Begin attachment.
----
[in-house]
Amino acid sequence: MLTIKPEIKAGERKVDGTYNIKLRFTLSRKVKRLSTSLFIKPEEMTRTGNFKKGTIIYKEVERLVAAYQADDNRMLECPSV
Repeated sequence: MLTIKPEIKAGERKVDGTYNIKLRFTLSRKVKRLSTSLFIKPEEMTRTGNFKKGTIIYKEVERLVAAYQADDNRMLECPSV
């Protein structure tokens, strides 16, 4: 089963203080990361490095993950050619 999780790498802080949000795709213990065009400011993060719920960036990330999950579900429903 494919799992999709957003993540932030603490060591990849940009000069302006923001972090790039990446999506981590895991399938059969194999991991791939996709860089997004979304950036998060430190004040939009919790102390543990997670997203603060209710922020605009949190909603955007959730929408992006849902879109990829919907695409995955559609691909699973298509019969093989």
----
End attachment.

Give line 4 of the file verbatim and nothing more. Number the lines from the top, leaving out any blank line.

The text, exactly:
């Protein structure tokens, strides 16, 4: 089963203080990361490095993950050619 999780790498802080949000795709213990065009400011993060719920960036990330999950579900429903 494919799992999709957003993540932030603490060591990849940009000069302006923001972090790039990446999506981590895991399938059969194999991991791939996709860089997004979304950036998060430190004040939009919790102390543990997670997203603060209710922020605009949190909603955007959730929408992006849902879109990829919907695409995955559609691909699973298509019969093989």